Steps To Control Fall Allergy Symptoms
Fighting fall allergies can be a daunting task, especially when you feel lousy already. A lot of people suffer this time of year from tree and weed pollens, ragweed in particular. You may be fairly certain that pollen is the source of your distress - either you have been to your doctor for allergy testing or you know from experience. The good news is that you have some control over pollen allergy. Allergy and asthma doctors recommend using environmental controls and personal controls, often in conjunction with medication or allergy shots. Fighting fall allergies is one of those "the whole is greater than the sum of the parts" kind of things - the more you do, the better the results.
As you read through this newsletter, you will come to words you can click that will take you to a list of suggested products for pollen allergy relief.
So you heard from the doctor or read an article in a magazine that says to use environmental controls, and you say, What's that? Environmental controls are ways that allergy symptoms can be controlled by making changes in your environment - it makes sense when you understand. Environmental controls include avoidance (keeping the allergen out of your home and preventing personal contact) and filtration (getting rid of the allergen that does get in).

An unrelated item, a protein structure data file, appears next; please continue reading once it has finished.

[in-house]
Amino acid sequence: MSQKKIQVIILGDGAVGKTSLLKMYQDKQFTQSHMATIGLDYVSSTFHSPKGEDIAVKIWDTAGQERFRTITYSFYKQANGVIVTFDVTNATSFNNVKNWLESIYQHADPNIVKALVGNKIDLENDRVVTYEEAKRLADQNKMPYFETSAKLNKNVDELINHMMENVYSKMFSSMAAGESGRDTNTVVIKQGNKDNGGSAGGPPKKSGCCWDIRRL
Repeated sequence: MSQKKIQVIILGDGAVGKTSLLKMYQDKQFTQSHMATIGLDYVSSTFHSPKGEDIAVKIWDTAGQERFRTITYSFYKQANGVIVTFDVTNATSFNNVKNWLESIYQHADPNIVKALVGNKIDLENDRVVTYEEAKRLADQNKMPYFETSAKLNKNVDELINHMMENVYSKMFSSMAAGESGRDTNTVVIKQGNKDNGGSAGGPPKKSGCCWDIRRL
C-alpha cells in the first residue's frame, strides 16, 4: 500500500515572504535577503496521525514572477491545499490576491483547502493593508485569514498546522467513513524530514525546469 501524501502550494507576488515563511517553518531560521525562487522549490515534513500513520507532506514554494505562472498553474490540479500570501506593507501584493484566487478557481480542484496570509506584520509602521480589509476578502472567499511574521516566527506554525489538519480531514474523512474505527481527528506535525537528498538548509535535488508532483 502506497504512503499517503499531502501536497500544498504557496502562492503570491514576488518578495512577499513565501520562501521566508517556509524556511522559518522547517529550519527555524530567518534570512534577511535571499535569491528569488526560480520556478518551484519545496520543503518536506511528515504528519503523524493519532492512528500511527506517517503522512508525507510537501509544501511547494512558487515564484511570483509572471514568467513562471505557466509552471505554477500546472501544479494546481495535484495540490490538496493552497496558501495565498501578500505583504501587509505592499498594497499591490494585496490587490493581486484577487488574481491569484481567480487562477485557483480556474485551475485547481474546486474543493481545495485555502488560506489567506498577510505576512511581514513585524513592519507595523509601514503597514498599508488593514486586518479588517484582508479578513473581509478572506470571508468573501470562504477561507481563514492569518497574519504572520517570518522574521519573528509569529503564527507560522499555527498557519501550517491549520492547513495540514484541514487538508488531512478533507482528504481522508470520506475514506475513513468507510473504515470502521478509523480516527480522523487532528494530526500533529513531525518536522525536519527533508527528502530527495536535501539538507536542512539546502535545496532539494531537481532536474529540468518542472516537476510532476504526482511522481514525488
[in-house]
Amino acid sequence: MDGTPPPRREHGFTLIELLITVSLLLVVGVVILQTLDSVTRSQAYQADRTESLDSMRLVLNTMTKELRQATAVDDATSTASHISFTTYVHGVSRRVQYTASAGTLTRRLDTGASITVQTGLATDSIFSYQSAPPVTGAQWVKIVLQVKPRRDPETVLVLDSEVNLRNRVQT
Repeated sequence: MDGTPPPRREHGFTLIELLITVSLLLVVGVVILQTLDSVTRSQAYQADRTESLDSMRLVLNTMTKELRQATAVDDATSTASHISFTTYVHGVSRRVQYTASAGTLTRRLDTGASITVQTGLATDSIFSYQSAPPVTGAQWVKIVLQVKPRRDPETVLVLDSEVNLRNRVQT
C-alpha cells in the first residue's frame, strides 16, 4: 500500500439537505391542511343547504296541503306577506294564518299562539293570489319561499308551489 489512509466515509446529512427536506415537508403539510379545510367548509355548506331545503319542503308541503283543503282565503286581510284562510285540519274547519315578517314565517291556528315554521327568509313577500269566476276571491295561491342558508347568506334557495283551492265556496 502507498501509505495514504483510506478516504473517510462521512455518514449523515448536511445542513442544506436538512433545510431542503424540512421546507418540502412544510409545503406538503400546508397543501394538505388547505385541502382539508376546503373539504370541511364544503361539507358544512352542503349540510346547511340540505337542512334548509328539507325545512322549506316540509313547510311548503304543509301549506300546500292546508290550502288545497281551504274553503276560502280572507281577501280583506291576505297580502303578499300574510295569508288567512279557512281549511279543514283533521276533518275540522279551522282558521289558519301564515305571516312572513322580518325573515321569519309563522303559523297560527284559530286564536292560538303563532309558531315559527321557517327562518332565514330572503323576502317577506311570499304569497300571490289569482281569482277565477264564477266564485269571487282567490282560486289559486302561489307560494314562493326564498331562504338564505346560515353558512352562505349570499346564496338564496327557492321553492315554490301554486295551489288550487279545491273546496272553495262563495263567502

Avoiding pollen completely would require living in a bubble, but there are steps you can take to reduce your exposure. Wearing a mask outdoors can help because at some point you are going to have to leave the safety of your home, even if it is only to get to your car. You may feel odd at first, but wearing a mask is the only way to filter the air outdoors. If you look around, the number of people wearing masks is increasing all the time. Depending on the severity of your allergy to ragweed and other pollen, you may choose to wear a mask from the house to the car or you may feel like you only need a mask when you are going to be outdoors for a while. If you are walking the dog, cutting the grass, working in the yard, or watching a sporting event, a mask can save you a lot of misery.